It is evident that a lot of theatre activities in different parts of the country have not been reported by our media. As a result, the picture that is usually painted is that it is only in Harare and Bulawayo where theatre by professional theatre groups thrives.
Recently, I spent a highly engaged afternoon of a rich discussion with members of Masvingo Youth and Adolescent Group for Entertainment on what they have done and are doing as a professional theatre company. I had never heard of or read about this full- time theatre company that was established in 2011.
What impressed me mostly is the passion for theatre which this seven-member youth group has.
Each one of them who spoke to me showed tremendous commitment to "promoting talent, knowledge and enjoyment the learning, creating and practice of the performing arts and to the use of theatre to deal with issues that cause the youth to remain an undefined social cluster whose concerns are ignored by the adult society".
With a programme modelled on theatre for development approach, MY-AGE has a sustained repertoire of eight plays that can be presented to particular audiences at short notice.
Currently, the group is involved in presenting to children in primary and secondary schools a collection of plays under the banner of "Buddyz for Love" written by Patsime Edutaiment Trust.
The serialised plays address such issues as "peer pressure, peer support in HIV prevention, care and the reduction of stigma and discrimination".
In this project drama is used to promote gender equality between "the boy and the girl child within the school setting in curricula and extra-curricula activities".
This programme comprises a presentation of a 25-minute drama that is followed by a post-production discussion aimed at highlighting issues in the play and "creating a dialoguing platform for enhancing the learning process".
In this project, MY-AGE works in partnership with Patsime Edutainment Trust which has been giving the group technical support and has ensured that the group is regularly visited and assisted in confronting challenges it faces in implementing the theatre programme.
This theatre programme which targets primary and secondary schools in Masvingo province fits very well with one of the group's objective of "using theatre to provide information, develop capacity and enhance communication among the youth in addressing HIV/Aids and other related development issues".
The second theatre programme the group is also currently involved in is "Swag My Vote" which is being implemented in collaboration with Real Agenda for Youth Transformation.
The play, which was written by Onward Chironda, aims at encouraging "young people in taking part in all decision-making processes in the country especially in the forth- coming referendum and elections". The main target audience of this theatre programme is out-of-school youth.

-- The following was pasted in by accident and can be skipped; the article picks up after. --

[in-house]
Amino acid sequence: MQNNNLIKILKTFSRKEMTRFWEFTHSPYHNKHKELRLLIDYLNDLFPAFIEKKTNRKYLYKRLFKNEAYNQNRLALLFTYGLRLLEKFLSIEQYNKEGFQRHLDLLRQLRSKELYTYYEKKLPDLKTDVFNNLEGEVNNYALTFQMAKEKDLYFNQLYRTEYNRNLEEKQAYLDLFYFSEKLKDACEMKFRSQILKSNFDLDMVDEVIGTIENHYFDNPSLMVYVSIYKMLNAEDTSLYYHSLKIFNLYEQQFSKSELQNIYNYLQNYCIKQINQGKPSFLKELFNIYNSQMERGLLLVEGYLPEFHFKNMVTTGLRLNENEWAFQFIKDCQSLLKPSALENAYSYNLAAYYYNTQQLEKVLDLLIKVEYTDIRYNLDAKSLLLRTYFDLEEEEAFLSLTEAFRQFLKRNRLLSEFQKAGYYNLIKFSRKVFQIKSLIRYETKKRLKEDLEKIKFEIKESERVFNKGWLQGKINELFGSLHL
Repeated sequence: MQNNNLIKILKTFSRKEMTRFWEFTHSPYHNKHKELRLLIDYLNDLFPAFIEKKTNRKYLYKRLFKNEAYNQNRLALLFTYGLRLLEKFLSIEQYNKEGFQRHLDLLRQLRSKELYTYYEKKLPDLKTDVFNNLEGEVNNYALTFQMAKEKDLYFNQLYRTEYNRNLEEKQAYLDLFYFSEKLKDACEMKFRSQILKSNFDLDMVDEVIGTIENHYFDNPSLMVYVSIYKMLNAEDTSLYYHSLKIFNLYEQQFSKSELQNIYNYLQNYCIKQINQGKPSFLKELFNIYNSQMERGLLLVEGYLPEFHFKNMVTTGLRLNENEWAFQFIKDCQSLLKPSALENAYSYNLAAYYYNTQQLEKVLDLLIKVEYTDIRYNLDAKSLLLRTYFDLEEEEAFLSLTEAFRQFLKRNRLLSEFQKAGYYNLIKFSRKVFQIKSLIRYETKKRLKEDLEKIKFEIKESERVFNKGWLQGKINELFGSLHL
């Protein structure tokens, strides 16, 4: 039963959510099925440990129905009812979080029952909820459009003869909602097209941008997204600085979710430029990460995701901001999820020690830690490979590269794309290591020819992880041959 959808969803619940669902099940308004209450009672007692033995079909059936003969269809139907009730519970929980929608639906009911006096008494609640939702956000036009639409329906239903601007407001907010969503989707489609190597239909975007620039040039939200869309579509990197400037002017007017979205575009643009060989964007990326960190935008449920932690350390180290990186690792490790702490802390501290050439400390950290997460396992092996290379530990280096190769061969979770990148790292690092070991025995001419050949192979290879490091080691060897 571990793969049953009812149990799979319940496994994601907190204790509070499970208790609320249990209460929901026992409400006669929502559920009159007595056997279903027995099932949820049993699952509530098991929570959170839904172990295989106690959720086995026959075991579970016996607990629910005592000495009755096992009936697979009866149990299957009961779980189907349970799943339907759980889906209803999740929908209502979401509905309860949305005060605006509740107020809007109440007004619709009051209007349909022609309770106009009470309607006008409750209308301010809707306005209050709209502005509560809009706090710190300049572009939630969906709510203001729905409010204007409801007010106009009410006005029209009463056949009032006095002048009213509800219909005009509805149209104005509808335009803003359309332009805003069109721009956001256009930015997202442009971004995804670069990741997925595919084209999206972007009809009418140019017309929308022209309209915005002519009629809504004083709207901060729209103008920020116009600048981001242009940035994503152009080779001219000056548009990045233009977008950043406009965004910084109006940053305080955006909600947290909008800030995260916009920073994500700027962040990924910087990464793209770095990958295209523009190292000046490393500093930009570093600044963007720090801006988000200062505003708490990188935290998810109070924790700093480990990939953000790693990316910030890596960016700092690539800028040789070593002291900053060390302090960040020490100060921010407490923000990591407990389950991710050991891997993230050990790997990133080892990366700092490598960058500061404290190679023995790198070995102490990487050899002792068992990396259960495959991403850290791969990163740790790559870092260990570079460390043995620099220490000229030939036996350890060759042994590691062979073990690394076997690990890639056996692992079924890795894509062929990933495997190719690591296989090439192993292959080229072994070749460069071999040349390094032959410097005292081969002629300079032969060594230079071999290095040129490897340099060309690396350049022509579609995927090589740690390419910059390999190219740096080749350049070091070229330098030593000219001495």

MY-AGE Theatre Group comprises Onward Chironda, Moreblessing Mavhika, Happias Msinde, Donald Chikoto, Patricia Marufu, Blessing Malaika and Rodwell Hunduza. The range of issues the group deals with in its repertoire covers a wide of development and social issues.
In the play "The Ones in Charge" written by Tatenda Chinoda and produced with the support of ZimRights, issues to do with peaceful co-existence and respect for human rights are dealt with.
In the other play "Todini" also written by Tatenda Chinoda and produced in partnership with Patsime Trust, sexual and reproductive health issues being faced by the young people are comprehensively articulated.
Two other members of the group, Happias Msinde and Moreblessing Malaika, penned "Chingwa Chiripi" - a play that deals with youth economic empowerment. In "Asina Ndiyani" written by Onward Chironda, issues to do with "positive living" are presented.
MY-AGE Theatre Group has a long list of future plans which include the following: registering a performing arts trust; holding once-monthly theatre presentation at the Charles Austin Theatre; securing plays for performance tours from prominent playwrights; securing video recording equipment for the purpose of recording all its theatre for development plays on video for possible screening on national television and organising performance tours of schools and communities in the province.
The group articulated what it considered as serious challenges it faces as a full-time theatre company.
These challenges include lack of funding for their programmes of performance tours to schools where children cannot afford to pay entrance fees and lack of training in different aspects of theatre production and in music and dance performance which is critical in the production of good quality and dynamic performing arts products.
The commitment of the group to creating viable and sustaining professions in theatre was amply demonstrated by its motivation slogan: "We will continue to find a place for arts programmes and partnerships not only for what the performing arts teach students and youths about, but for what they teach us about the world we live."